Sunday, February 03, 2008

Bam Bam & Celeste

Spoiler alert! Story details discussed

1) Fun low-budget movie written by & starring Margaret Cho, about a fag-hag / Gay Best Friend road trip quest. Likeably hokey story with some very funny parts. Familiar Margaret Cho mix of pop culture gags touching on themes of racism, conventions of beauty and popularity, gay & straight relationships, etc.

2) Note: I like movies that look like they were made over the weekend in a friend's apartment. The feeling that I can "relate to" the filmmaking process makes up for a lot of verisimilitude. Your results may vary.

3) Margaret Cho is likeable and believable in the lead role, but she knocks it outta the park in also playing her mother - SOOO funny, charming and loveable.

4) The gay best friend character in this movie gets laid constantly - at a gas station, at a hotel, in the car pulled over beside the road, etc. Seemed amusingly stereotypical to me at first, until it occured to me that the Gay Best Friend character never actually gets the guy in movies / TV. It's nice to see the flip side of the cliche.

5) Ugly duckling stories never quite work in film. Film tells the story visually, so the likeable characters have to be good looking one way or another, which leads to scenes where beautiful people complain about being ugly, which makes them annoying and the whole movie loses appeal. It's possible to make a character sympathetic and appealing without being conspicuously pretty, but it's tricky and filmmakers rarely bother. (John Waters has managed a few times.)

The awkward compromise is the "makeover movie", where the ugly-duckling character learns to groom/dress/present herself (rarely himself, unfortunately, until "Queer Eye") for flattering effect under the guidance of a mentor. I used to resent the genre as superficial, but I've changed my mind. We're all beautiful on the inside, but it takes some kind of guidance to effectively reveal it to the world the outside. (I could have used such a mentor in high school...) Better to learn at the second act turning point than not at all.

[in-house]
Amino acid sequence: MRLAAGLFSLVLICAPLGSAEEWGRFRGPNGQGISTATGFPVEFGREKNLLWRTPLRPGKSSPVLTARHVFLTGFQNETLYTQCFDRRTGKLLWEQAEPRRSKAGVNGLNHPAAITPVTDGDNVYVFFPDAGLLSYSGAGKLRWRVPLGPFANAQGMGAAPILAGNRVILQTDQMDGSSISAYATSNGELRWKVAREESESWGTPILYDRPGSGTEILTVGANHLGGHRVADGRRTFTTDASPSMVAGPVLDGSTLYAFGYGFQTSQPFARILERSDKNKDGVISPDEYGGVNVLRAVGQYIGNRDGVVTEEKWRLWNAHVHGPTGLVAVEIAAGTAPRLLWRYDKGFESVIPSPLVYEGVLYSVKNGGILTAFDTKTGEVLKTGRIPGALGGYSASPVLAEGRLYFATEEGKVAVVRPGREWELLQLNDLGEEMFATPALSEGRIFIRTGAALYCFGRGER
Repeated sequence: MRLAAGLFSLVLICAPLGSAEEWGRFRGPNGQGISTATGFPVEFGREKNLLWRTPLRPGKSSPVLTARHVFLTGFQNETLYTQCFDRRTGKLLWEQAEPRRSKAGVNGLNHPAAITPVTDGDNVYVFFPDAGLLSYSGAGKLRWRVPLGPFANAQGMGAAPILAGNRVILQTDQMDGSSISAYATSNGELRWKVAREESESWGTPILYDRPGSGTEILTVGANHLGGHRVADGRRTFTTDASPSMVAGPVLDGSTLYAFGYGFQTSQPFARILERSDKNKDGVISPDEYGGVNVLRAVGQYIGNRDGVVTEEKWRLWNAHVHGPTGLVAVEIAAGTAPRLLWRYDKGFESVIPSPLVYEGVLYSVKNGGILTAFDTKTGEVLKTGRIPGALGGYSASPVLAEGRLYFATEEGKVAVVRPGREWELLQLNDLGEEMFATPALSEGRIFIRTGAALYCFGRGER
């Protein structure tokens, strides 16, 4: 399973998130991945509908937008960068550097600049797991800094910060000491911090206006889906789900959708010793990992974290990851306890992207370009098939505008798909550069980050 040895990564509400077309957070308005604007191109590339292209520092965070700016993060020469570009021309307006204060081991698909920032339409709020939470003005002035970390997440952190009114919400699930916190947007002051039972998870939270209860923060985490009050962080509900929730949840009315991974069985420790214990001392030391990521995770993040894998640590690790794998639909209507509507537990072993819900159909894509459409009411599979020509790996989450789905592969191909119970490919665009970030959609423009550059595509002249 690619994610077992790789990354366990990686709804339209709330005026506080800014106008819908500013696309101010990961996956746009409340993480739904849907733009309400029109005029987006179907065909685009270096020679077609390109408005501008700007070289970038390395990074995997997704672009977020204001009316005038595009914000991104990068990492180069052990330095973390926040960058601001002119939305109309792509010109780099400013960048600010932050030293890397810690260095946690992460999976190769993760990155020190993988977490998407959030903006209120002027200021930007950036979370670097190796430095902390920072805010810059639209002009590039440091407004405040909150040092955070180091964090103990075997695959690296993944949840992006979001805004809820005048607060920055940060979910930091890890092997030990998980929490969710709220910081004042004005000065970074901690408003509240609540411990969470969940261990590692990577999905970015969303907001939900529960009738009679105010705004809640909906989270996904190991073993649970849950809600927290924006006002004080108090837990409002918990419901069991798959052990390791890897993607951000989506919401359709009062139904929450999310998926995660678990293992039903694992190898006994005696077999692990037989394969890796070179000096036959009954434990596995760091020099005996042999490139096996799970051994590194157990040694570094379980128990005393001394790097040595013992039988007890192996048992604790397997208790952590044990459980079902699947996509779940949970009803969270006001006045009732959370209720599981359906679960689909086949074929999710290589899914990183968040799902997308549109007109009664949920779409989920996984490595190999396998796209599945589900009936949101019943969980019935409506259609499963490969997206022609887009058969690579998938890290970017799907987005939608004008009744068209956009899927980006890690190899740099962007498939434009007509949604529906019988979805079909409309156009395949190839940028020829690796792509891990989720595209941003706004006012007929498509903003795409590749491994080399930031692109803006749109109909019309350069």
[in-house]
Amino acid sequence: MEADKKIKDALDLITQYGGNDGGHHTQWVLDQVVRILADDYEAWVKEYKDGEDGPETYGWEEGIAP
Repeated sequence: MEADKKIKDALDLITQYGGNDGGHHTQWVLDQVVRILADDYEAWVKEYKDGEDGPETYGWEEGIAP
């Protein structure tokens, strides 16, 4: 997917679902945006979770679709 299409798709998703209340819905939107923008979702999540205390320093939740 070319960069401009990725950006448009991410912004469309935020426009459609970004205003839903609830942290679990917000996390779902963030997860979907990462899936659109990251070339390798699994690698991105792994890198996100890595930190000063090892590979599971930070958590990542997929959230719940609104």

6) Several scenes show anti-Asian racism - and that's fair enough, since it does exist. It would be nice, though, to see a scene with a white guy who's hot over Asian women, for balance. It's just as common and, perhaps, also pretty annoying to the Asian characters.

7) Since race is already a topic: it's great to see John Cho (no relation - he played Harold in Harold & Kumar go to White Castle) in a role neither sympathetic nor race-specific. A less thoughtul film would have made all the villains white, or all non-white.

8) Beauty issue, specific: I thought Margaret Cho was adorable in this movie. Full disclosure - I thought Margaret Cho was way fucking hot when I first saw her as an SF comic in the early '90s (For better or worse, I wasn't alone - straight male fans got stalkery over her public appearances; see above comments about white guys who dig Asian chicks.) My responses have varied since then - she does indeed look different now, and the focus of her work has changed accordingly - but I thought she was gorgeous in character as a New-Wavey high schooler and her flamboyant later self in this movie.

Risky topic, since Margaret Cho's work attacks standards of beauty while also celebrating them. Am I reinforcing unfair standards of beauty by saying she looks hot? Or am I insulting her by saying "she looks great despite not being conventionally attractive"? Everyone loses in that argument. I thought she looked great.

9) Beauty issue, general: I truly believe that humanity is beautiful, and we're all human, so we're all beautiful. I like to think I see that when I look at people. But I get tired of declarations that standards of beauty are meaningless - because anyone who embraces such a pronouncement is considered humanitarian and open-minded, while anyone who suggests that appearances can mean something after all may be attacked as superficial, oppressive, encouraging of unfair standards and self-loathing behaviors, etc.

My brief take: self-love and self-discipline turn out to be the two sides of self-understanding. I get annoyed at well-meaning discussions of beauty, health, weight, body image, etc. that suggest that either quality (self-love or self-discipline) can be disregarded without painful consequences.

The real problem is that society does offer some discipline, in the form of unachievable standards of beauty, but society does not and cannot offer love. (Not in fair portions, anyway.) So those who gather their understanding of who they are and who they should be from the public trough will find themselves badly imbalanced, with a clear notion of who they should be but little respect for who they are. That's where the stream must be rerouted.

10) The DVD commentary is half about clothes. Margaret Cho also shares the "if you put the production into motion, funding will come" philosophy that served this production. I have mixed feelings about that, having relied on it seven years ago when I launched a tightly scheduled $6000 feature film shoot without having a script or a cast. I do believe in the idea of letting the universe offer its helping hand, however. I just learned the hard way that there are crucial caveats that demand certain kinds of planning, discipline, commitment, focus and ability to collaborate.

"Bam Bam & Celeste" got made, though. It can work.